The Information and Communication Technology (ICT) is playing a very important role in the progress and advancement in almost all walks of life. The deregulated environment has provided an opportunity to restructure the means and methods of delivery of services in many areas, including the banking sector. The ICT has been a focused issue in the past two decades in Indian banking. In fact, ICTs are enabling the banks to change the way in which they are functioning. Improved customer service has become very important for the very survival and growth of banking sector in the reforms era. The technological advancements, deregulations, and intense competition due to the entry of private sector and foreign banks have altered the face of banking from one of mere intermediation to one of provider of quick, efficient and customer-friendly services. With the introduction and adoption of ICT in the banking sector, the customers are fast moving away from the traditional branch banking system to the convenient and comfort of virtual banking. The most important virtual banking services are phone banking, mobile banking, Internet banking and ATM banking. These electronic channels have enhanced the delivery of banking services accurately and efficiently to the customers. The ATMs are an important part of a bank’s alternative channel to reach the customers, to showcase products and services and to create brand awareness. This is reflected in the increase in the number of ATMs all over the world. ATM is one of the most widely used remote banking services all over the world, including India. This paper analyzes the growth of ATMs of different bank groups in India.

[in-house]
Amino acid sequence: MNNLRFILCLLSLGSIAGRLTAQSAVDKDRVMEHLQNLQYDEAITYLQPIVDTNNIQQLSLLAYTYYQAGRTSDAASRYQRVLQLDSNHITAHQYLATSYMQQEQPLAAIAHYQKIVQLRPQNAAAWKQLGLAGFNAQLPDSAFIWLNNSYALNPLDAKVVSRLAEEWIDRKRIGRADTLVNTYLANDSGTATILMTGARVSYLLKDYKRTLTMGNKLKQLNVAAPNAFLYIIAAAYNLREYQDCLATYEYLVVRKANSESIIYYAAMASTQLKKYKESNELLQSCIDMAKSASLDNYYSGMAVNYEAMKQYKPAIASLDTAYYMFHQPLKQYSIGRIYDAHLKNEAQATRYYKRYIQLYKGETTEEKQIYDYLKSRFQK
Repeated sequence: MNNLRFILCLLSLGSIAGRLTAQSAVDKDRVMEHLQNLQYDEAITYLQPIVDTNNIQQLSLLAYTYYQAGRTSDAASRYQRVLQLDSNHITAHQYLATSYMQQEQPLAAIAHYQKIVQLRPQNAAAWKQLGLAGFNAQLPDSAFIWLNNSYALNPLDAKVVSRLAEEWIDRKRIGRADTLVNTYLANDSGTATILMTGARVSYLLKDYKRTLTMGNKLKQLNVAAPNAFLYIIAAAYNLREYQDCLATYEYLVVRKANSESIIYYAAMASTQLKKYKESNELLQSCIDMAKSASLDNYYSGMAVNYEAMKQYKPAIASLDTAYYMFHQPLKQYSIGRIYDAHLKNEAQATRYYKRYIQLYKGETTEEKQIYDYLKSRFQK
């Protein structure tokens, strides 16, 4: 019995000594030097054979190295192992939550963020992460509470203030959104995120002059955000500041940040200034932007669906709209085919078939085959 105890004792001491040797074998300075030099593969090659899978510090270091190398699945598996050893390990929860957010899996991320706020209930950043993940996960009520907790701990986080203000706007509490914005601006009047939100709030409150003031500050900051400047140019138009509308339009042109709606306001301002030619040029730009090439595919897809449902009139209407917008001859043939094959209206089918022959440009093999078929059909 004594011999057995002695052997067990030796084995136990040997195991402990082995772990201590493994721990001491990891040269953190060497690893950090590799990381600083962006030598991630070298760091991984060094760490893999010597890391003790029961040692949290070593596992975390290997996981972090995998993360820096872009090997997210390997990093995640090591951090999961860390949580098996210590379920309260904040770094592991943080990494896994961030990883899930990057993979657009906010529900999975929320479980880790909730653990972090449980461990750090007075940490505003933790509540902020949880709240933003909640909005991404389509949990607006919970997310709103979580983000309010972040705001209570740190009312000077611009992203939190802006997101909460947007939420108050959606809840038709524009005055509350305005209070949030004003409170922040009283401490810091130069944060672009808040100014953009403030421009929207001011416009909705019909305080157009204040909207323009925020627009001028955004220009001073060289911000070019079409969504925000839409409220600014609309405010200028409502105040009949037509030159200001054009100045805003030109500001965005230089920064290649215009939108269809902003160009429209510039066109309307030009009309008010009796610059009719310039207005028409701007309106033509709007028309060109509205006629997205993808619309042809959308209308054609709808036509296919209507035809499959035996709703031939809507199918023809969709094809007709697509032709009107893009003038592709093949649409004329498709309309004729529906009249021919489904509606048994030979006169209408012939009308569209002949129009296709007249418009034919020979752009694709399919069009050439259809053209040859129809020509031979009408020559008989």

International Scenario

If ATMs are largely available over geographically dispersed areas, the benefit from using an ATM will increase as customers will be able to access their bank accounts from any geographic location. This would imply that the value of an ATM network increases with the number of available ATM locations, and the value of a bank network to a customer will be determined in part by the final network size of the banking system. The statistical information on the growth of branches and ATM network in select countries.

Indian Scenario

The financial services industry in India has witnessed a phenomenal growth, diversification and specialization since the initiation of financial sector reforms in 1991. Greater customer orientation is the only way to retain customer loyalty and withstand competition in the liberalized world. In a market-driven strategy of development, customer preference is of paramount importance in any economy. Gone are the days when customers used to come to the doorsteps of banks. Now the banks are required to chase the customers; only those banks which are customercentric and extremely focused on the needs of their clients can succeed in their business today.